From the Ribosome to the membrane subcellular trafficking of the Rous sacrcoma virus Gag polyprotein /
Abstract (Summary)iii Retroviruses such as human immunodeficiency virus (HIV) and human T-cell leukemia virus (HTLV) are the etiological agents of immunodeficiency diseases and cancer. We have been studying the subcellular targeting of the Gag protein of Rous sarcoma virus (RSV), one of the first simple retroviruses identified. The Gag protein directs assembly at the plasma membrane and incorporates the viral genome through association with a cis-acting packaging element in the viral RNA. Although functional domains within Gag that mediate the assembly process have been well defined, the activity of these motifs has not been well correlated with the trafficking of Gag throughout the cell during assembly. We have identified distinct subcellular targeting motifs within the Rous sarcoma virus Gag protein that may influence the retroviral assembly pathway. Within the Gag membrane-binding domain, we have identified an alpha helix that is crucial for plasma membrane targeting of Gag. When this helix is deleted, the Gag protein accumulates at intracellular membranes. Yet membrane affinity is not diminished, indicating that membrane binding and plasma membrane targeting of the RSV Gag polyprotein are genetically separable. We have also identified both a nuclear targeting signal within the N-terminal MA domain of Gag and a nuclear export signal (NES) within the p10 domain. Expression of dominant-negative nuclear pore proteins redistributes the Gag protein from a cytoplasmic and plasma membrane localization to an almost exclusively nuclear localization, confirming that Gag both enters and exits the nucleus. We have further identified the soluble receptor that mediates the cytoplasmic localization of Gag; treatment of virus-expressing cells with leptomycin B, a specific inhibitor of the CRM-1 export pathway results in sequestration of the Gag protein within the nucleus. Single amino-acid substitutions within a leucine-rich iv cluster in the p10 domain of Gag result in accumulation of the protein within the nucleus, confirming the localization of the Gag NES within the p10 region. Interestingly, we find that the NES sequence is highly conserved among avian retroviruses; when naturally occurring variations within this sequence are recreated in the RSV Gag protein, NES function is retained, while artificial substitutions predicted to retain NES function do not. We have sought to identify additional cellular proteins that influence the import and export of Gag from the nucleus by employing the powerful genetic system developed in the yeast Saccharomyces cerevisiae. Expression of Gag linked to a tandem GFP reporter reveals a localization to the cytoplasm of yeast cells with an accumulation in the nucleus not seen at steady-state in avian cells. Not only is the dwell time between the nucleus and cytoplasm altered, but the nuclear export pathway is perturbed as well; yeast cells do not show an enhanced accumulation of Gag proteins within the nucleus following leptomycin B treatment, suggesting that the Crm1 pathway may not be the predominant export pathway utilized by Gag in yeast cells. To further investigate the role of Gag nuclear trafficking in retroviral replication, we have studied the replication of viruses containing mutations in the Gag NES. These mutant Gag proteins are able to direct the budding of virions which contain the normal complement of viral polyproteins and the proper amount of viral genomic RNA. However, the virions that are produced show profound morphological defects, including amorphous and heterogeneously shaped particles, and viral cores that are elongated or granular in appearance. Despite these substantial morphological defects, the particles are able to enter new cells and undergo reverse transcription, producing 2-LTR circles, hallmarks of entry of the synthesized DNA genome into the nucleus. Although the particles are able to complete v reverse transcription, they are non-infectious. Nuclear transport of Gag may therefore crucial not only for the efficient production of viral particles at the plasma membrane, but also for the establishment of a productive infection.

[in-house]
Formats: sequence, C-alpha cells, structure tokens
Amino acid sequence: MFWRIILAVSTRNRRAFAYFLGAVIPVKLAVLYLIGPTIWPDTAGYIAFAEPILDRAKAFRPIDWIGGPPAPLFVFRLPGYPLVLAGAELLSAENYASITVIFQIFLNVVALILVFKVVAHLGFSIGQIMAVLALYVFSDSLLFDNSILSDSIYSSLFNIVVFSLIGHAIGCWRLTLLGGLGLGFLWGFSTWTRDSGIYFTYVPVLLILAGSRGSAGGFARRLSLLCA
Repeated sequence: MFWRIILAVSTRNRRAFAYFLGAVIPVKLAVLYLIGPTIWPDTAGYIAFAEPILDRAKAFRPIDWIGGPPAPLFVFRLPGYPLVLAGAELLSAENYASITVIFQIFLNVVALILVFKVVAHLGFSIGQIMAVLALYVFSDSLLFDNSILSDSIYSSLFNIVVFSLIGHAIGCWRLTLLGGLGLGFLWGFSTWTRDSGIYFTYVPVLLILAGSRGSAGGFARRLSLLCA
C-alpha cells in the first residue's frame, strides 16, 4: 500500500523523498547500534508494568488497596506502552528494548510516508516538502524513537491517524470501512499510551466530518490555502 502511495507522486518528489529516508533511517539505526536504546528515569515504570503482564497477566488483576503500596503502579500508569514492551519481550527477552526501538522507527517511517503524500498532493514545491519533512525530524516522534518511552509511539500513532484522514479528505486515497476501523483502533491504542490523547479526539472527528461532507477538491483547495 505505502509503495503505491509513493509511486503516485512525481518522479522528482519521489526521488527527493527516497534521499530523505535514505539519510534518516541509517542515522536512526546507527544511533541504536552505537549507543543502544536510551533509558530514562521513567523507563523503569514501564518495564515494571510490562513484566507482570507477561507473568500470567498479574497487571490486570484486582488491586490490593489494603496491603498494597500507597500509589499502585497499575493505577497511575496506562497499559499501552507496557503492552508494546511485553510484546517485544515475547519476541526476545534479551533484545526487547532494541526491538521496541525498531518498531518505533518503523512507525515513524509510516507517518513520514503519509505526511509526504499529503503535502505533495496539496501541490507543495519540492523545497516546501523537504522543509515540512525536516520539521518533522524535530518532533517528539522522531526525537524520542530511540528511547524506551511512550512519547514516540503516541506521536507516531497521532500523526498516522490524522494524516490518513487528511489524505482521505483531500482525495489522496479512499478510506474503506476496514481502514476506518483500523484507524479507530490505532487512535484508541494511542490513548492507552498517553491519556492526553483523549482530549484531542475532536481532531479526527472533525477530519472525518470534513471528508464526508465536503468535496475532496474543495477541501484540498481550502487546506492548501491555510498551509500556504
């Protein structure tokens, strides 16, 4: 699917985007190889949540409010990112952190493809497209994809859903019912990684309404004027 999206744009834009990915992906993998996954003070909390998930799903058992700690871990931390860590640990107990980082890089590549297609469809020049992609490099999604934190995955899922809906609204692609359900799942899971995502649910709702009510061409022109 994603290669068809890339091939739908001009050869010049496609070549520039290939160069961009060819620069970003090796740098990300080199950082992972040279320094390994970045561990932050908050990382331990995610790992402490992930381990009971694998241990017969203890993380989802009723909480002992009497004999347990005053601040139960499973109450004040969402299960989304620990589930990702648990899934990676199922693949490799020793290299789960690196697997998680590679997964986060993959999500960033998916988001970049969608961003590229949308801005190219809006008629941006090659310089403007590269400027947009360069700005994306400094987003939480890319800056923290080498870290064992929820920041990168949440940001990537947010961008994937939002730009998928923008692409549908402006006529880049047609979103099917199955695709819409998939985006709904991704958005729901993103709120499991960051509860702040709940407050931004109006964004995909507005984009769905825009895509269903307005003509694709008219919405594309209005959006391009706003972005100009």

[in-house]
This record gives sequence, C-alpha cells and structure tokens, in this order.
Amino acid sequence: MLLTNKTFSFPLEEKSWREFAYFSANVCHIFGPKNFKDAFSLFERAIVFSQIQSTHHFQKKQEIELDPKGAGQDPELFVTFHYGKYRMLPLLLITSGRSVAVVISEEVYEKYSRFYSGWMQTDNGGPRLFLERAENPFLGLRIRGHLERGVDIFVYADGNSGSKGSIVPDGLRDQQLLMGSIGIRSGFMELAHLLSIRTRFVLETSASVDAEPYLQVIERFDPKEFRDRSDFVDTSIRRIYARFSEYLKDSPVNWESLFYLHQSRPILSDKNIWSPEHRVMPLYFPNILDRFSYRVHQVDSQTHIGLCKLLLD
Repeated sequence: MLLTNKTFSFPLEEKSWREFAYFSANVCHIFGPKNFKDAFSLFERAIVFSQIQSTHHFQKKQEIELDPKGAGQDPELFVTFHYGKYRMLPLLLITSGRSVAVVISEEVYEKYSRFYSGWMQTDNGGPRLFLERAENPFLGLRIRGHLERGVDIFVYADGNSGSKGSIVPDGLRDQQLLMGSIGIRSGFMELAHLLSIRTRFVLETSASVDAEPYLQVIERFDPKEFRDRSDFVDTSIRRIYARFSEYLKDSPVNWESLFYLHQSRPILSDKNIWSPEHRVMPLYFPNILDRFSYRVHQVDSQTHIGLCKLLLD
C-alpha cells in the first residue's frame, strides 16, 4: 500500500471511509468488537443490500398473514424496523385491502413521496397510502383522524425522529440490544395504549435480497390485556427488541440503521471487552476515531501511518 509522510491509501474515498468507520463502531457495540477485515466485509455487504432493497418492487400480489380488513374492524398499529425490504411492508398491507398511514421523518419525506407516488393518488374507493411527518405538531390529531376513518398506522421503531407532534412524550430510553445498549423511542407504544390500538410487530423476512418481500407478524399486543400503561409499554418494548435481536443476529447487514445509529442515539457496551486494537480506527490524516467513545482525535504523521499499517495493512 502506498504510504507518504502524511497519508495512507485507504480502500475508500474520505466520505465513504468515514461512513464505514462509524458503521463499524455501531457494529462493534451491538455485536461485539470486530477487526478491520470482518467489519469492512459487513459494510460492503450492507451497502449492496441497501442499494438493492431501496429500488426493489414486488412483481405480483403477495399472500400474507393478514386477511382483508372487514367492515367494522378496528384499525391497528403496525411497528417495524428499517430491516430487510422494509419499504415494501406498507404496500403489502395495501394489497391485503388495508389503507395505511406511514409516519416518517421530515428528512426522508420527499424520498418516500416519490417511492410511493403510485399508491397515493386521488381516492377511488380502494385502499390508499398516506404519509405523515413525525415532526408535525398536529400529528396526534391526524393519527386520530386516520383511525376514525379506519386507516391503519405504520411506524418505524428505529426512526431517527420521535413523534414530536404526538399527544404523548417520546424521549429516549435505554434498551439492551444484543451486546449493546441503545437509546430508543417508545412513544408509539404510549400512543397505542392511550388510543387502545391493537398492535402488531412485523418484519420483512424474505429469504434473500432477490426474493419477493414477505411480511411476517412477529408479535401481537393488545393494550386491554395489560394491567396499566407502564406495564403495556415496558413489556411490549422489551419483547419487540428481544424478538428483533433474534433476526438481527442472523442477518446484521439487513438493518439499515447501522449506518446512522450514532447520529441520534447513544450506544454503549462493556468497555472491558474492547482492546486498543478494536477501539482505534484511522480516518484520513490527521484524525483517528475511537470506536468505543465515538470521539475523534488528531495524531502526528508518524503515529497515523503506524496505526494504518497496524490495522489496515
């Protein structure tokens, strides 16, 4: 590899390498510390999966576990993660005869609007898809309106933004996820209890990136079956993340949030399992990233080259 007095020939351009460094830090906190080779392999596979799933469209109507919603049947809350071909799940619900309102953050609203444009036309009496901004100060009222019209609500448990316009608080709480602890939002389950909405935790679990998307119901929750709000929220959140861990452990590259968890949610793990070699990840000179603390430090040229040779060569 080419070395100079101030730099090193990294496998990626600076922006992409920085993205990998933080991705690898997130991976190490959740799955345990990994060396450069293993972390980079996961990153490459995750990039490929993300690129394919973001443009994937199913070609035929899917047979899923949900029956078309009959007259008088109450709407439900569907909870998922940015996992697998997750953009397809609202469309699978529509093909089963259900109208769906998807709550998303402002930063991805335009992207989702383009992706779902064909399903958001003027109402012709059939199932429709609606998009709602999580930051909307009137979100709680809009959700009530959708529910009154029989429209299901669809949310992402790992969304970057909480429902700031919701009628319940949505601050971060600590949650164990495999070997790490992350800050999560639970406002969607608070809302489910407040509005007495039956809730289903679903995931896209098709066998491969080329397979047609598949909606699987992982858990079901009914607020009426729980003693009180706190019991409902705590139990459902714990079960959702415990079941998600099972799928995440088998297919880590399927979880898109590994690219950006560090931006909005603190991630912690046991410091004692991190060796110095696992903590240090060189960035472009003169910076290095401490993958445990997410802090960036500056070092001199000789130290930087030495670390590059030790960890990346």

School Location:USA - Pennsylvania
Source Type:Master's Thesis
Date of Publication: